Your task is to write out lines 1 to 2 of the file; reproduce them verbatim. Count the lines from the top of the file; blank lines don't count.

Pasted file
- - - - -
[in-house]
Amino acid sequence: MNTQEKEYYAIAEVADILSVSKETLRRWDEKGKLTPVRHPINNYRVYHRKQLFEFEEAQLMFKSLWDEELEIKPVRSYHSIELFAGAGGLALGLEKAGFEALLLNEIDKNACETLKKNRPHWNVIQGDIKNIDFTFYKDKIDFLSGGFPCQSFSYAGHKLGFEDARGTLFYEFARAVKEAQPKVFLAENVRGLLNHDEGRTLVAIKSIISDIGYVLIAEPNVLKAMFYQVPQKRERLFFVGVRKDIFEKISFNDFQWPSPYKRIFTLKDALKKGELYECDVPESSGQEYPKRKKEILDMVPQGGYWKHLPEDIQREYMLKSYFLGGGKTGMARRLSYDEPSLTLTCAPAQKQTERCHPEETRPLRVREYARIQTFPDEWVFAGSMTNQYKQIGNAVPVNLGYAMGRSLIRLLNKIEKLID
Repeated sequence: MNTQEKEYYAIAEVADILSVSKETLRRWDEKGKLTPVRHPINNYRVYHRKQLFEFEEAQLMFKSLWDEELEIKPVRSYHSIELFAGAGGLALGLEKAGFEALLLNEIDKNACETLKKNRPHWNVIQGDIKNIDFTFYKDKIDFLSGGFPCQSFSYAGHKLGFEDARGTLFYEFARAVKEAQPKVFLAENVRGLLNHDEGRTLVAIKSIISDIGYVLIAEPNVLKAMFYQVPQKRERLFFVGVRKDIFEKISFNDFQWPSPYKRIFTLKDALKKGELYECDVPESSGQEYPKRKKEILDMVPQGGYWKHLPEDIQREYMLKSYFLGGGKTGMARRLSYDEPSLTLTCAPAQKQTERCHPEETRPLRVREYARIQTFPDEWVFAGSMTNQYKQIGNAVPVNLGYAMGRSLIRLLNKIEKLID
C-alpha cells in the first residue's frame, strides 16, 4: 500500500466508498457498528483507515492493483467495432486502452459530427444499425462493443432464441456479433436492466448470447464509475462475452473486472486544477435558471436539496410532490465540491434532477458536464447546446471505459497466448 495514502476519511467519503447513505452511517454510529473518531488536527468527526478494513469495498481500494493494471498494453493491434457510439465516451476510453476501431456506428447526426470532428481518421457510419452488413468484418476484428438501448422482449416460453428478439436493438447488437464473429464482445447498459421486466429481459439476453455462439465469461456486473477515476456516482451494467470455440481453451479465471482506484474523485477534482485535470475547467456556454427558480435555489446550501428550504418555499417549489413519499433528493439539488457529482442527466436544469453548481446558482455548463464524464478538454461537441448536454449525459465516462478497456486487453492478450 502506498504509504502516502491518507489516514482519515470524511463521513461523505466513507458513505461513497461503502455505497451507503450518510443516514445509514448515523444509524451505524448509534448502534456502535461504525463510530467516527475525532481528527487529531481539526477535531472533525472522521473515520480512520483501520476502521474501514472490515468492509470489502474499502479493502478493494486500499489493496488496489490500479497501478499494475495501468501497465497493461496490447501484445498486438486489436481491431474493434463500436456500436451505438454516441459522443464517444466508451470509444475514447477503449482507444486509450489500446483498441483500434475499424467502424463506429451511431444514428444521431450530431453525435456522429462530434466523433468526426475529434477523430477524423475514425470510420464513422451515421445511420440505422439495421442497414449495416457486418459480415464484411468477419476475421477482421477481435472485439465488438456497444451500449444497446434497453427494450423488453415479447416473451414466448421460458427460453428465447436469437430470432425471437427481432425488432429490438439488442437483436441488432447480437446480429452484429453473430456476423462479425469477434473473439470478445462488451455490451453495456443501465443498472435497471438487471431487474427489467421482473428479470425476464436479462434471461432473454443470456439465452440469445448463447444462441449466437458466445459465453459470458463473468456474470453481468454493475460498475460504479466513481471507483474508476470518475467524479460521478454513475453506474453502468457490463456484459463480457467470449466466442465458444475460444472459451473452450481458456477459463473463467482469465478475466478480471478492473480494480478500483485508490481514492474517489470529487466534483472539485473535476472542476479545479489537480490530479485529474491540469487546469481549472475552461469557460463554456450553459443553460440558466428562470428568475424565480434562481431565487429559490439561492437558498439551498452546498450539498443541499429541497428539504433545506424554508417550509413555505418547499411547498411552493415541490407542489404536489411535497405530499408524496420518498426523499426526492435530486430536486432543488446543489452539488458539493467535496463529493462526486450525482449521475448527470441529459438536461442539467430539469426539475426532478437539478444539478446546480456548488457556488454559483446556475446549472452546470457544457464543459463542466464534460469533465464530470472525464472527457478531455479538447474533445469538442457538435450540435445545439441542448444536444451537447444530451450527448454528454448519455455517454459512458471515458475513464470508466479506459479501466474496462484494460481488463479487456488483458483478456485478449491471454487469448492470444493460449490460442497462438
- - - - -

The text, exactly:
[in-house]
Amino acid sequence: MNTQEKEYYAIAEVADILSVSKETLRRWDEKGKLTPVRHPINNYRVYHRKQLFEFEEAQLMFKSLWDEELEIKPVRSYHSIELFAGAGGLALGLEKAGFEALLLNEIDKNACETLKKNRPHWNVIQGDIKNIDFTFYKDKIDFLSGGFPCQSFSYAGHKLGFEDARGTLFYEFARAVKEAQPKVFLAENVRGLLNHDEGRTLVAIKSIISDIGYVLIAEPNVLKAMFYQVPQKRERLFFVGVRKDIFEKISFNDFQWPSPYKRIFTLKDALKKGELYECDVPESSGQEYPKRKKEILDMVPQGGYWKHLPEDIQREYMLKSYFLGGGKTGMARRLSYDEPSLTLTCAPAQKQTERCHPEETRPLRVREYARIQTFPDEWVFAGSMTNQYKQIGNAVPVNLGYAMGRSLIRLLNKIEKLID